The published retrospective analysis was conducted by investigators at Brigham and Women’s Hospital and Harvard Medical School on CareMore Health data from 14,635 older adults who filled 221,866 insulin prescriptions between 2014 and 2016, identified from the CareMore Medicare Advantage and prescription drug plan operating in Arizona, California, Nevada and Virginia (mean age, 73 years; mean baseline HbA1c, 8.46%). In 2015, CareMore began an intervention to switch patients from analog to human insulin after an increase in insulin prices and subsequently partnered with the Brigham and Women’s team to study the effects of the program.

The analysis found:

  • Analog insulin to human insulin usage:
    • Analog insulin usage fell from 89% in 2014 to 30% in 2016. By December 2016, 70% of insulin prescriptions were for human insulin products.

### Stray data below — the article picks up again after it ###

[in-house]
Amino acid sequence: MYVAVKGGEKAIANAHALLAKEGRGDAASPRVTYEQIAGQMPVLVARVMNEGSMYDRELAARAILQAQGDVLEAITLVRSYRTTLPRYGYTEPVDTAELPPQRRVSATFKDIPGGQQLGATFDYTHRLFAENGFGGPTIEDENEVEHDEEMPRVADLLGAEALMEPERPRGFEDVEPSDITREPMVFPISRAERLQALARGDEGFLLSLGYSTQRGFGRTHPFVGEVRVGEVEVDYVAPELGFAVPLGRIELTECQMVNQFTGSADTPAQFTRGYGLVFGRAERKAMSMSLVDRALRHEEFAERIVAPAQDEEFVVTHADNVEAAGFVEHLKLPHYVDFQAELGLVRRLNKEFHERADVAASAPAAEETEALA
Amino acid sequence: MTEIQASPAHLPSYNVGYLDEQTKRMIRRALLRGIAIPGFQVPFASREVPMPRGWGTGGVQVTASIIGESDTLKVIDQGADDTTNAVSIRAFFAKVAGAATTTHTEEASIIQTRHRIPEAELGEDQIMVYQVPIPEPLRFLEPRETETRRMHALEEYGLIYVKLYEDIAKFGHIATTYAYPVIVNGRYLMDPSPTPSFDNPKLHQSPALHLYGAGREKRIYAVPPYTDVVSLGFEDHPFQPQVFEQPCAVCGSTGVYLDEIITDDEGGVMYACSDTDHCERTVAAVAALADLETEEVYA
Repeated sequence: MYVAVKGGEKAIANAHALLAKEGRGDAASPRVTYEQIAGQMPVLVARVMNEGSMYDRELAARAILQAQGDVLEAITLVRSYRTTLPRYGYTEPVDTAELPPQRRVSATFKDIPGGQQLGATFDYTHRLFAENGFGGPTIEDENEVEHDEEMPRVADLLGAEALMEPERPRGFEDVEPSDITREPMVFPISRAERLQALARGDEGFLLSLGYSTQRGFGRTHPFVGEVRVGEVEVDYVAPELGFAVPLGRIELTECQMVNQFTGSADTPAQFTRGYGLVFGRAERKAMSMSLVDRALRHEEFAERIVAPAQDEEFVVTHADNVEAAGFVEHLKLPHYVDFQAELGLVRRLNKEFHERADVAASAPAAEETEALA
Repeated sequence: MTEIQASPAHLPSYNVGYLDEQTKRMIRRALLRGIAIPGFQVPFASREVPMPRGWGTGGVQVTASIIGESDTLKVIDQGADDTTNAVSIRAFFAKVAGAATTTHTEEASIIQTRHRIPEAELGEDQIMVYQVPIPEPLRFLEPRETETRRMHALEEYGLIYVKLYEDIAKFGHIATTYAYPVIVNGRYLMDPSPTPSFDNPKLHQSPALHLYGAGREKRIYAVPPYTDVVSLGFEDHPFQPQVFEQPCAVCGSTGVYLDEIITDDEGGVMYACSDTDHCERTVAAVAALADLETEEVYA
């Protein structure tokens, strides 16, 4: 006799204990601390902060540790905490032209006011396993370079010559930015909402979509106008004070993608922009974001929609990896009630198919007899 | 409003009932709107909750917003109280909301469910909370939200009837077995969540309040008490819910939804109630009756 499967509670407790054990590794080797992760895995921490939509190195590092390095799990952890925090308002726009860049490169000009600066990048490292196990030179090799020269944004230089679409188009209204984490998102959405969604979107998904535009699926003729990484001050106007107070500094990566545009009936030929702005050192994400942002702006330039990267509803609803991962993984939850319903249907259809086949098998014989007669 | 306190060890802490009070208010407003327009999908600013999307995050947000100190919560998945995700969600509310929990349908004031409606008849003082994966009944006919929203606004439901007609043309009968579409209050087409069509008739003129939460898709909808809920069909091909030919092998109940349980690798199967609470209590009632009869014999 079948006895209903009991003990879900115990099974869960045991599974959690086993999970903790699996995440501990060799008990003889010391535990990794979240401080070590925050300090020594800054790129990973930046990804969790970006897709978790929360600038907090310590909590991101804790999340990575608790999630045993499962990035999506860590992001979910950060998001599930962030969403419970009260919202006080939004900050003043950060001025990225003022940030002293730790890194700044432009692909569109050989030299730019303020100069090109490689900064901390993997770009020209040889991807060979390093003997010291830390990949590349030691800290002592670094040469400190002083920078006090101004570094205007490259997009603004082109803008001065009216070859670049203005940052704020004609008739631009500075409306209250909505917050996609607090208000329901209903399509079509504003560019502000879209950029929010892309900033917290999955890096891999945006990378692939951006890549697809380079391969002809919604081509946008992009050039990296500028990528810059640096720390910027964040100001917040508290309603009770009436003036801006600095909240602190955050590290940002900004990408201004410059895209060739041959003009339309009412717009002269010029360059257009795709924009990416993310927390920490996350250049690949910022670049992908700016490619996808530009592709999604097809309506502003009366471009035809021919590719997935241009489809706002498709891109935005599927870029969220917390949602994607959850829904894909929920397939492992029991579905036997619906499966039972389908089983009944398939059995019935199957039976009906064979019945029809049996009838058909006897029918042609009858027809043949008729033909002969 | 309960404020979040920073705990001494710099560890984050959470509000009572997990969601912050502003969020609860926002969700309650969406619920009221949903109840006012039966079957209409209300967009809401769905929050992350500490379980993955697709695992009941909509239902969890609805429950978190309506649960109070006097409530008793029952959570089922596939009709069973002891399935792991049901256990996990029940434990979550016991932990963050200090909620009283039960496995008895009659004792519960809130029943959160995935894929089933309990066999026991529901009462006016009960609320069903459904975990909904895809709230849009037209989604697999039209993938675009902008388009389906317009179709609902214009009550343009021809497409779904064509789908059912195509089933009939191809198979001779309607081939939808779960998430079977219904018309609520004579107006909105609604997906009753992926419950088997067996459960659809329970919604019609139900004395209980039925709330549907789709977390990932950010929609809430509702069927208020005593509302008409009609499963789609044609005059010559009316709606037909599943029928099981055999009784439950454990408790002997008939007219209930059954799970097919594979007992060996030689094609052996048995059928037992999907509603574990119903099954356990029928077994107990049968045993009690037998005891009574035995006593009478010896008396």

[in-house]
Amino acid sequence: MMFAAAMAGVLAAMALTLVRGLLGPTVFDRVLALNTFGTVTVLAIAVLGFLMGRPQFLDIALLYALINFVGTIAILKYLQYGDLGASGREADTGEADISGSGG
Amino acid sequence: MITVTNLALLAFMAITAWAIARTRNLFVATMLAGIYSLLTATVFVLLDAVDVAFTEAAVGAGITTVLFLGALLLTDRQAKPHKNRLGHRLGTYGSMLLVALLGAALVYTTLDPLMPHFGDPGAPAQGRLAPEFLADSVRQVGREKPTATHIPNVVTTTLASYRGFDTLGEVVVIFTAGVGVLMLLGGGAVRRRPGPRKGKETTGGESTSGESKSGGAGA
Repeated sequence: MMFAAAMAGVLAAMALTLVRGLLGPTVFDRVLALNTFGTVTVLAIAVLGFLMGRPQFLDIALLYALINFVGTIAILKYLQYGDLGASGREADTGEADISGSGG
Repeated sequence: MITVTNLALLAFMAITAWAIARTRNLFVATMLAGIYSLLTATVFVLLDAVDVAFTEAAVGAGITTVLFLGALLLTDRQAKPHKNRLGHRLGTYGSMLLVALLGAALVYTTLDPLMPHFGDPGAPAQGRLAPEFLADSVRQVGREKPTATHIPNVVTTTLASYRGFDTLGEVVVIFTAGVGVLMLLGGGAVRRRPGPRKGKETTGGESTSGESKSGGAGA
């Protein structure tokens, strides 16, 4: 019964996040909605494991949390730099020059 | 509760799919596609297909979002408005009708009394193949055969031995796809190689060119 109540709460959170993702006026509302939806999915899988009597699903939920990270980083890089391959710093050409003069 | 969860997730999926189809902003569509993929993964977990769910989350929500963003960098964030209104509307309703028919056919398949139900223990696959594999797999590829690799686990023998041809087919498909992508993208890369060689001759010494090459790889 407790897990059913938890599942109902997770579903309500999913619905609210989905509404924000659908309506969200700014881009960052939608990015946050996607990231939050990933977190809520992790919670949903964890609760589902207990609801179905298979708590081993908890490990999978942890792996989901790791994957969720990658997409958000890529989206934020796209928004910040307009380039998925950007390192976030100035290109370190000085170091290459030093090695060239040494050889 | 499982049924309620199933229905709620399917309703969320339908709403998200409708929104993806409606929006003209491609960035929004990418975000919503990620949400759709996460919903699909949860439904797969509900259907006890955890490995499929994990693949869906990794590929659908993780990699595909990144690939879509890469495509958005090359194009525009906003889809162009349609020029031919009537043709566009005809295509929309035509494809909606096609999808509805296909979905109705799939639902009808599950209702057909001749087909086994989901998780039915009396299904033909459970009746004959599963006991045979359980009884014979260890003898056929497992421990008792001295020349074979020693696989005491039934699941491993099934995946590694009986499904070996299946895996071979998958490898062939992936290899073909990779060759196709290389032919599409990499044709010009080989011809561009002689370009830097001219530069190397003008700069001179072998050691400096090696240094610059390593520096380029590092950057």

• Cost savings:
    • Total monthly expenditures for analog insulins decreased from a high of $3,214,437 in December 2014 to $515,875 by December 2016.
    • Monthly human insulin expenditures increased from $160,233 in 2014 to $916,826 by December 2016.
  • Reduction of Part D coverage gap:
    • In 2014, 20.6% of CareMore members reached the Part D coverage gap; in 2016, only 11.1% reached the gap.
  • Clinical outcomes:
    • After the completion of the intervention, changes in the level (+0.08% (95% CI, -0.01% to 0.17%)) and slope (<0.001% (95% CI, -0.008% to 0.010%)) of mean HbA1c were positive, but not statistically significantly different (p=0.09 and 0.81, respectively) compared to the preceding segment (i.e., the 12-month intervention).